A rough estimate by Avtar says that about 15 million white collar workers in India (approximately 40% of the total workforce including central & state government, public and private sector employees) are working from home today, as against the average of about 2.5 million workers (gig economy workers and others requiring special working arrangements), who do so everyday. This does beg the question: how do you deliver work from a new environment (it’s your home, but you never thought of it as your workplace). The first point is to accept the change. If we observe closely, our routines and patterns keep changing over a period time. Change could be due to a new organisation, a new office facility, different work locations et al. Will we miss the old rituals? Of course. But, then, just the way we get used to new scenarios, we will automatically get into/get used to new patterns and behaviours while we work from home. Today Technology enables us to stay connected with colleagues on WhatsApp, Cliq, Google hangout, as also tools such as Zoom and Skype. For those of us working from home for the first time, a few quick pointers –
- Treat WFH seriously. Dress the part & keep to timings. There is a certain sanctity to treating that time at home, as real work for which you prep.
- Engage with your team. It is very easy to be cocooned in your work and forget that there is a team out there which works with you.
- Communicate, communicate, communicate. If communication helped you at office, it is your lifeline at home. Err on the side of plenty and communicate with your boss more than usual. And of course, have a frank conversation with all your stakeholders at home – children, parents, spouse, extended family about your new work arrangement.
- Motivate yourself frequently. This particular WFH scenario is hardly business-as-usual. Hence there might be a sense of dullness. Don’t assume that wfh has to always be under stressful situations. Listen to music, have a chat with a colleague, raise your spirits! Even if you miss your office and the camaraderie with colleagues, realize that this could well be the new normal!
The Remote experiment
IBM, Accenture, Deloitte, HUL, PepsiCo, Dr. Reddy’s and a whole lot of organizations – both Indian and global – have rolled out work-from-home plans in the last few weeks. But for most of these companies, it is not something new. In fact 100% of all companies in the Working Mother & Avtar Best companies for women in India offer flexible working. Either as an employee welfare measure, a disaster recovery mechanism or as a business continuity plan, more than 80% of all large enterprises in India have a form of flex-working.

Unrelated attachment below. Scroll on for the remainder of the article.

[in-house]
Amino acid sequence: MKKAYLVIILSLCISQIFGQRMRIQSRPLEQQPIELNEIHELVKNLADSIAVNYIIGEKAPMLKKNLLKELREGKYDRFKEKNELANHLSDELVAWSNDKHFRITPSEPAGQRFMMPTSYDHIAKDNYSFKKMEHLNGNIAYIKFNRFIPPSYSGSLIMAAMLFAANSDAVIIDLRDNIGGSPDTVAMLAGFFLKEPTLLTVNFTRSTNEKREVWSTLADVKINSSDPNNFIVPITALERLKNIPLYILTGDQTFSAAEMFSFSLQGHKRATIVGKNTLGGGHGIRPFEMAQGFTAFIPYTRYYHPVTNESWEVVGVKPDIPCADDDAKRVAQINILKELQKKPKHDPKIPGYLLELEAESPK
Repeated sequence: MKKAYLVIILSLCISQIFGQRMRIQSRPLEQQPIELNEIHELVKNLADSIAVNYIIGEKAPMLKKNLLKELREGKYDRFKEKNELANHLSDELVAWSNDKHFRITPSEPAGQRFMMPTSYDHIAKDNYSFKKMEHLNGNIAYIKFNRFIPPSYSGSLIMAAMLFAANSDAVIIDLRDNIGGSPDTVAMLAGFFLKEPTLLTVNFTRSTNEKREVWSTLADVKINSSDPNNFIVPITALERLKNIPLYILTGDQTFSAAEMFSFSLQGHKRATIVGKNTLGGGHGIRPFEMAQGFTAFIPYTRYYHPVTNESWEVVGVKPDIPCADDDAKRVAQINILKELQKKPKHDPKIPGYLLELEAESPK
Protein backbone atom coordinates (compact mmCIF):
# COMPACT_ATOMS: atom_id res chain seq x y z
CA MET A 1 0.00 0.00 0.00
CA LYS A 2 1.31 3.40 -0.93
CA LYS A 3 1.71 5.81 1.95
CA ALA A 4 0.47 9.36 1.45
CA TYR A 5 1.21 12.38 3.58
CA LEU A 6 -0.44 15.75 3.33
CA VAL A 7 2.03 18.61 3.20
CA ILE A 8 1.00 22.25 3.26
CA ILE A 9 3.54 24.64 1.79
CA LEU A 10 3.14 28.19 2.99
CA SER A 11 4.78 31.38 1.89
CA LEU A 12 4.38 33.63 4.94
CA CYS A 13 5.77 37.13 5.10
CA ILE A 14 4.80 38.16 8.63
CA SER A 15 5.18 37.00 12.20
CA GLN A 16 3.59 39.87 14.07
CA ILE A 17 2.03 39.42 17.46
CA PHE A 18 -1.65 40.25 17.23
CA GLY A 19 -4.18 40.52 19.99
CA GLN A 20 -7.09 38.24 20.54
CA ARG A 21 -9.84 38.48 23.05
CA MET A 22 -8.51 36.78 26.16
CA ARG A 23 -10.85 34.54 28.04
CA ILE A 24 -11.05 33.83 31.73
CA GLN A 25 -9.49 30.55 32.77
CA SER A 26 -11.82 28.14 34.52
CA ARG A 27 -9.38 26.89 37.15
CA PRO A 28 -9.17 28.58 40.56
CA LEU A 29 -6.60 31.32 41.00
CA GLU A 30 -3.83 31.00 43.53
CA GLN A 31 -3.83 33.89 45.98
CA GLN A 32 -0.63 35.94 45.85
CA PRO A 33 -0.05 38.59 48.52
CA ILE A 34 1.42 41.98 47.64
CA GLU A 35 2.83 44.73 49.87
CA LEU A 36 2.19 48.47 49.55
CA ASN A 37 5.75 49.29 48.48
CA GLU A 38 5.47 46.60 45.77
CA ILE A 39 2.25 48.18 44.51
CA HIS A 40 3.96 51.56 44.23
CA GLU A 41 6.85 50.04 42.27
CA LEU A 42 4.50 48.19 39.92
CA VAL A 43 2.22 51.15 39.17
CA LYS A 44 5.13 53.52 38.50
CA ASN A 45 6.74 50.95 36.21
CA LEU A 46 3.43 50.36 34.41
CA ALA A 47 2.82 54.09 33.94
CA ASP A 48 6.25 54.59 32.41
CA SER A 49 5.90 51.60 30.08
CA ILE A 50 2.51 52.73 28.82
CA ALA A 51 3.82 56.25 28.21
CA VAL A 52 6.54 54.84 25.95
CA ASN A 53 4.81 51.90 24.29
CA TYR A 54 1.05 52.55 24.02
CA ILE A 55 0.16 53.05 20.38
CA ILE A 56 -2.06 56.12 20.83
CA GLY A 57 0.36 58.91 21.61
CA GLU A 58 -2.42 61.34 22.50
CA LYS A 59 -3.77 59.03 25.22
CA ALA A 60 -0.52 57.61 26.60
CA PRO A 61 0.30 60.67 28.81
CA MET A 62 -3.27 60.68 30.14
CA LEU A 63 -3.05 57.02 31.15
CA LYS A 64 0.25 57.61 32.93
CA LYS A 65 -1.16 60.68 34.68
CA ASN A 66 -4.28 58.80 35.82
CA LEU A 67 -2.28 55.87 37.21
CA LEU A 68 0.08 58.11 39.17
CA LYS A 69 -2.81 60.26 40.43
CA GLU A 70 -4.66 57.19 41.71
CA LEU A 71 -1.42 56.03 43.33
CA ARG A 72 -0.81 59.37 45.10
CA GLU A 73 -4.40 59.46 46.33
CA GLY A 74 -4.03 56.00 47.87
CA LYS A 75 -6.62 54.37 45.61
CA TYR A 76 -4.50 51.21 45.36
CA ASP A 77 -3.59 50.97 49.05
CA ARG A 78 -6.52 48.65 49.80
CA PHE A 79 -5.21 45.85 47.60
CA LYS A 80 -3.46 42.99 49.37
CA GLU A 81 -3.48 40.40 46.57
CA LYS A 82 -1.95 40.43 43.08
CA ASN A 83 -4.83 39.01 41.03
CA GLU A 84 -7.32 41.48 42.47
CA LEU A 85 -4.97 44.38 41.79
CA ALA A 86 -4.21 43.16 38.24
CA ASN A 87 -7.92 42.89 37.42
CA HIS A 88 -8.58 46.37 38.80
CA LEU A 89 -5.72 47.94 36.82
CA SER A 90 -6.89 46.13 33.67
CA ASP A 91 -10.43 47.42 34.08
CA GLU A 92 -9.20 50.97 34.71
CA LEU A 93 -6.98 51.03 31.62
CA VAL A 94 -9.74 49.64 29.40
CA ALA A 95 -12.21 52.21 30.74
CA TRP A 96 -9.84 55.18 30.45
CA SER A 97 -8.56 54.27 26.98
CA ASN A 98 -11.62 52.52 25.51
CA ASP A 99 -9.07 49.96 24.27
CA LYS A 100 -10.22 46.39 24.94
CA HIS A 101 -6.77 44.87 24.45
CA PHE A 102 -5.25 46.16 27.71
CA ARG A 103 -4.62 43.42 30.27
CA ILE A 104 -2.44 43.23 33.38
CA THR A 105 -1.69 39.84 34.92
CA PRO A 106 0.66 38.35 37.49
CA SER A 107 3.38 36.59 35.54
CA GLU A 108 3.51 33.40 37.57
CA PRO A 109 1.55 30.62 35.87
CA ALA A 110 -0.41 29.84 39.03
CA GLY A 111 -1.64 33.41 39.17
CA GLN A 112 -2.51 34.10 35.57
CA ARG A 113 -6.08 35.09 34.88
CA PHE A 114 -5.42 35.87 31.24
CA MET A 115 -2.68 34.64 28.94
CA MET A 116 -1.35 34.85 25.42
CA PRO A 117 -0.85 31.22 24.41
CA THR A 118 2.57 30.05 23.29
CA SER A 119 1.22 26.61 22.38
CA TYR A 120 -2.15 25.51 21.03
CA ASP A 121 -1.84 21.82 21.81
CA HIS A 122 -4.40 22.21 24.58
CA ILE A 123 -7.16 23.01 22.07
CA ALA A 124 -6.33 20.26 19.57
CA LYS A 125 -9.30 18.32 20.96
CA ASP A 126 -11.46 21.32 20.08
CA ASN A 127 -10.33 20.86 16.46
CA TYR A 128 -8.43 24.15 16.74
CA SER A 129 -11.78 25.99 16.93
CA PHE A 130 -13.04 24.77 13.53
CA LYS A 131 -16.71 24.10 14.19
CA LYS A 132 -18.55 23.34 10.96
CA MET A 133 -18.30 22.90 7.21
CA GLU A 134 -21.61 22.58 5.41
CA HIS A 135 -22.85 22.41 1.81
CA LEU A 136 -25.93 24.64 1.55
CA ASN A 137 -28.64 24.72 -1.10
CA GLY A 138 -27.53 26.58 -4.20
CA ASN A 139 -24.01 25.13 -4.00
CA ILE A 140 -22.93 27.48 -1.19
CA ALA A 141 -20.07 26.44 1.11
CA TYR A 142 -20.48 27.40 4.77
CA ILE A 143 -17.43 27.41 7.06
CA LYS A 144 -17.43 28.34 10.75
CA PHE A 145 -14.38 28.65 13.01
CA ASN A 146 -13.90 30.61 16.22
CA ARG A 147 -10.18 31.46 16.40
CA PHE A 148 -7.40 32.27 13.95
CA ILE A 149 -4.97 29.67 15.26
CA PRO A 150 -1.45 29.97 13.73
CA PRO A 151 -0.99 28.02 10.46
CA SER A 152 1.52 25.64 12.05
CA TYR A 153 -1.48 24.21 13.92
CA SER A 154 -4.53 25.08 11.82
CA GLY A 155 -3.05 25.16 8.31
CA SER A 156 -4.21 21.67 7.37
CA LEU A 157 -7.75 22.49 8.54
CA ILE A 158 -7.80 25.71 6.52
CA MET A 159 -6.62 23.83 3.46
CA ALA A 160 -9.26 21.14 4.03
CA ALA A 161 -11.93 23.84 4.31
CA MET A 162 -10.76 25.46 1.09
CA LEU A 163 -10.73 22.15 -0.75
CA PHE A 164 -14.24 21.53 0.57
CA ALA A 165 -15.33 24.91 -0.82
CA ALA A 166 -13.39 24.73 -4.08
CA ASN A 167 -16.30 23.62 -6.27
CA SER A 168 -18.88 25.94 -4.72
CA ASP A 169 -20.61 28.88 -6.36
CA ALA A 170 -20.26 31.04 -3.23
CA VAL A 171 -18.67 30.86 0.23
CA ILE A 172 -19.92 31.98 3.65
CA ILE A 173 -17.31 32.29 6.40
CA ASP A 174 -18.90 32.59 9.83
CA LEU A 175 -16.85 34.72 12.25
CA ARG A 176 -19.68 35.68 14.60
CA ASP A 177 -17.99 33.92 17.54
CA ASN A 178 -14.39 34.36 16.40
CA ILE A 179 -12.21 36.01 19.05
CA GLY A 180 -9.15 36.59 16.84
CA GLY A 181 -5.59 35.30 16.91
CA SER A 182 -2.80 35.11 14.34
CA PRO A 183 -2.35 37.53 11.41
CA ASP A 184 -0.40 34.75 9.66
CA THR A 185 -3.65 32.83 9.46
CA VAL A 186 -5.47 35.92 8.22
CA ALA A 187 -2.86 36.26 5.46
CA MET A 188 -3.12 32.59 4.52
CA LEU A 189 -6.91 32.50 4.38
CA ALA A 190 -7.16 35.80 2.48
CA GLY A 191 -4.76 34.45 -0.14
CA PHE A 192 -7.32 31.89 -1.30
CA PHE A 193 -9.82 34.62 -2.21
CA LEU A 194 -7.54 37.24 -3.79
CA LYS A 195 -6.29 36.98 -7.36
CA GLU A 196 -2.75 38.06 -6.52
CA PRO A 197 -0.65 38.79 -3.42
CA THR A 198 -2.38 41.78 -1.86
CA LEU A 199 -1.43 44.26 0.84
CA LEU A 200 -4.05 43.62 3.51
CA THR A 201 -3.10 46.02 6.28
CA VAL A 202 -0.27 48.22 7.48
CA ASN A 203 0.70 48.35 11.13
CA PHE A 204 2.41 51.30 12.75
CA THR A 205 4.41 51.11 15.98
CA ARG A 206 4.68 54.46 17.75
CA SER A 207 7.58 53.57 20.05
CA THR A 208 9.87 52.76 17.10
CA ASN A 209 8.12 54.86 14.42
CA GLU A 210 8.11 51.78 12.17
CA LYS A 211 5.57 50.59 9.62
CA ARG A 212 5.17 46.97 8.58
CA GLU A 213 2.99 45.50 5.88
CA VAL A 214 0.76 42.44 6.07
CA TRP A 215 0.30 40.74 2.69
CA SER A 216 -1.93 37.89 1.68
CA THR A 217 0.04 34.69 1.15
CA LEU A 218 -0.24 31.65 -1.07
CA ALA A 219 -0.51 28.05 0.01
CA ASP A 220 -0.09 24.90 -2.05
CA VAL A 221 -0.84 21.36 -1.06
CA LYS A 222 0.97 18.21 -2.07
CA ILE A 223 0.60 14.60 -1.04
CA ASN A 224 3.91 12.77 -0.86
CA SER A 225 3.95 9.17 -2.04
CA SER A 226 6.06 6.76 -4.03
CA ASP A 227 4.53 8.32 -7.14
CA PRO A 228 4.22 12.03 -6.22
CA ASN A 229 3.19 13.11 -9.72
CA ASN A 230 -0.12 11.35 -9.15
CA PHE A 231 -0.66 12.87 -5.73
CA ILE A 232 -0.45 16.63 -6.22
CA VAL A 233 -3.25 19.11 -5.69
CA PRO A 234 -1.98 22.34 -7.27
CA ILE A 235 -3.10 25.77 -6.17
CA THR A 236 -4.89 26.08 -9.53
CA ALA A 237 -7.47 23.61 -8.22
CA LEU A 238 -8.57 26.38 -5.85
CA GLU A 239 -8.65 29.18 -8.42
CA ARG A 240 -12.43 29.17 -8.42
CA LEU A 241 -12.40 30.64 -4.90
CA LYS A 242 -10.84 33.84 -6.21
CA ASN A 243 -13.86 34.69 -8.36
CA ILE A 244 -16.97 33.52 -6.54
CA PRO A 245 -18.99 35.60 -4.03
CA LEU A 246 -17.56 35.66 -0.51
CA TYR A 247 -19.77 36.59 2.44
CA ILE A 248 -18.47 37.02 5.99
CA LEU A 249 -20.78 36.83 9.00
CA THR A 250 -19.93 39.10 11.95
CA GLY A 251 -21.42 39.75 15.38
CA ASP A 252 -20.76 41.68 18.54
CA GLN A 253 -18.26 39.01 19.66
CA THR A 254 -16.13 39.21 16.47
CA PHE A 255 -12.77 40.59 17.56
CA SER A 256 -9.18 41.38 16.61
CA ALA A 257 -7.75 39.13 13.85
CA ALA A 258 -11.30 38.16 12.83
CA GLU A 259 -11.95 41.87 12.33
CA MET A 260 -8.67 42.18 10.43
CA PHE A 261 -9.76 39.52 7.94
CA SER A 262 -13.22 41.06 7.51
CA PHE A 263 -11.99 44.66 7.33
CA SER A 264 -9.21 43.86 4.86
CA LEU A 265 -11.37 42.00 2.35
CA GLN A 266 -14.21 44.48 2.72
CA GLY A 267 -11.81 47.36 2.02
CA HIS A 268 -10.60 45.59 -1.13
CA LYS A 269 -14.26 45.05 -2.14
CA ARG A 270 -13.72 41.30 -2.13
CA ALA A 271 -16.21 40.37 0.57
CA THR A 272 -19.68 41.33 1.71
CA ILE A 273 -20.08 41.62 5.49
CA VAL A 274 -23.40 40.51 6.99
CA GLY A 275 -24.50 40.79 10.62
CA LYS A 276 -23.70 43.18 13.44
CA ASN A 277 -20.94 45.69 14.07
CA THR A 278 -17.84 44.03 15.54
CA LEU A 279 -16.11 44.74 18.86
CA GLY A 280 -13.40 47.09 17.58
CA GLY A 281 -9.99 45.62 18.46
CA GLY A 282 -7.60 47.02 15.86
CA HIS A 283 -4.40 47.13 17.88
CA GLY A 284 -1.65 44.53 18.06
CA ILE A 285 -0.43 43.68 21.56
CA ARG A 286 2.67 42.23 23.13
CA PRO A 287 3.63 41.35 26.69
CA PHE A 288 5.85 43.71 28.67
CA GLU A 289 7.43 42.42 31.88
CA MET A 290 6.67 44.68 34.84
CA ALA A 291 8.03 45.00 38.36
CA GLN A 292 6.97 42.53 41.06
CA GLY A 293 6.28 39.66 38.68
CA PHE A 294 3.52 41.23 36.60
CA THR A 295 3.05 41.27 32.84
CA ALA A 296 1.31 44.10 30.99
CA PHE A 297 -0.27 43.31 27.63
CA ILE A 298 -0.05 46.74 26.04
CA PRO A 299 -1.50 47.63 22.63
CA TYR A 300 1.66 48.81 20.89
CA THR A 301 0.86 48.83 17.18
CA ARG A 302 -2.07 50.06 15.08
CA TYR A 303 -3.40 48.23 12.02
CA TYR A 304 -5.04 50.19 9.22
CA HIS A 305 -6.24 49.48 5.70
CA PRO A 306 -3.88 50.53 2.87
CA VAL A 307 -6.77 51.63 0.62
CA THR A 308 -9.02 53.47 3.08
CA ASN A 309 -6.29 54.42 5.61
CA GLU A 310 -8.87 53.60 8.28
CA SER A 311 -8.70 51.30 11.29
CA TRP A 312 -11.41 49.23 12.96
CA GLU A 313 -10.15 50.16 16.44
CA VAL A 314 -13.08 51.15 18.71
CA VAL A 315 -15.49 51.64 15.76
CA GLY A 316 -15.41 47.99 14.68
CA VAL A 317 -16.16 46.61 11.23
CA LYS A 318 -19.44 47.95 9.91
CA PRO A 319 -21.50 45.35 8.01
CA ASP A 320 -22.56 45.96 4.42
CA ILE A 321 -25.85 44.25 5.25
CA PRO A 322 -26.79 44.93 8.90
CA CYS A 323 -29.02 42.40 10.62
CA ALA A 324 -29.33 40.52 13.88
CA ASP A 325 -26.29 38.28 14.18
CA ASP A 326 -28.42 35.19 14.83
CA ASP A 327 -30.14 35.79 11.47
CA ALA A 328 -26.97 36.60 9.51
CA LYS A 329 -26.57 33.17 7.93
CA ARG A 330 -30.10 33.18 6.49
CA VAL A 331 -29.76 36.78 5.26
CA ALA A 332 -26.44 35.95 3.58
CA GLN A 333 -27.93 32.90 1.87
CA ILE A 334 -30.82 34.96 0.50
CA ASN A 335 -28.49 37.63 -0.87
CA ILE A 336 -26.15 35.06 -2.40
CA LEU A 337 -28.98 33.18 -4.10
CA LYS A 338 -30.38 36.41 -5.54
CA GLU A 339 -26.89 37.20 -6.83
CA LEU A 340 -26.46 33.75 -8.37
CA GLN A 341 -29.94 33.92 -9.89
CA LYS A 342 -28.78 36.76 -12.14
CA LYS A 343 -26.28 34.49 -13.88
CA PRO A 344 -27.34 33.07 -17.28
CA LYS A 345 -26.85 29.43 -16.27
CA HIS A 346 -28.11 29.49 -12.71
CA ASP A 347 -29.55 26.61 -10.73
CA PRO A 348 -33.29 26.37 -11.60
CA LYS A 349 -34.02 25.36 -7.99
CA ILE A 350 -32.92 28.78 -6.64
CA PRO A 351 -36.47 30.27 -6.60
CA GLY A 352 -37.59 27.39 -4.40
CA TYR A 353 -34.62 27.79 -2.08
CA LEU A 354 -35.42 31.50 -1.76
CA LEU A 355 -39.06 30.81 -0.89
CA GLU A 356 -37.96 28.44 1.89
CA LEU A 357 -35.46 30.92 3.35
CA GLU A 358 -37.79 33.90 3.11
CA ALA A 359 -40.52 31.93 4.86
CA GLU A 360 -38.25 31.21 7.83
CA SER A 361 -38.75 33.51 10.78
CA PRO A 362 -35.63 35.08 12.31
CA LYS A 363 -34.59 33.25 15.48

But, such is not the case for many small and medium businesses which have until that day, never ever had employees working from home. To work effectively from home, we need the full spectrum of all enablers – great connectivity, the hardware, the software, a separate workspace, clarity in your tasks for the day, a workable schedule you can stick to, and ways to connect with others. Work from home / remote work is and has always been possible as a concept. Depending on the industry, it can vary from 25% to 100%. The COVID situation has forced a number of organisations to uncover the practical side of flexibility. It has made many companies realise that WFH is possible. What it needs is some deep thinking, framework, policies, protocols and reporting guidelines to ensure that work is done seamlessly without disruptions. Avtar’s Flexcurity helps organizations unbundle jobs to reveal their flex-versions, as also flexidize them to map them against various different remote working options.
Good News for alternate talent pool
For the longest time, seeking flexibility in working has been seen as a huge career impediment. In fact, young mothers and care givers resorted to work-from-home to grapple with life needs, and then had to contend with plenty of micro-iniquities. Talent scouts stayed clear of “those diversity profiles who require flexibility” because they found it difficult to convince operating managers that such diversity (and flexibility) built better organizational culture.
Around the world, there are 8 popular strands of diversity that organizations focus on – Gender, Ability, Generation, Sexual Orientation, Culture & Language, Socio-Economic dimensions, Religion and Ethnicity. Of these, Gender, Ability, Generation & SED are those strands for which most companies have talent acquisition strategies. Research has time and again established that flexible working is one of the Top 3 enablers for these talent segments. However, remote work might not be viewed only as a “diversity or minority” prerogative. Avtar’s research has shown that flexibility is a key career aspiration of the current corporate majority – millennials – both male & female. So having robust systems to support work from home and other modes of flexibility can prove to be critical for talent retention irrespective of the diversity strand, they represent. This will in turn enable talent pools of more than 15 lakh women second-career professionals, over 20 lakhs of Persons with Disability and the close to 5 lakhs of trained veterans (India data 2016), to contribute a whopping INR 14 billion to the Indian economy!
A modified version of this article had appeared in The Hindu on 25th March, 2020 – https://www.thehindu.com/education/careers/understanding-remote-working-againstthe-backdrop-of-a-pandemic/article31167368.ece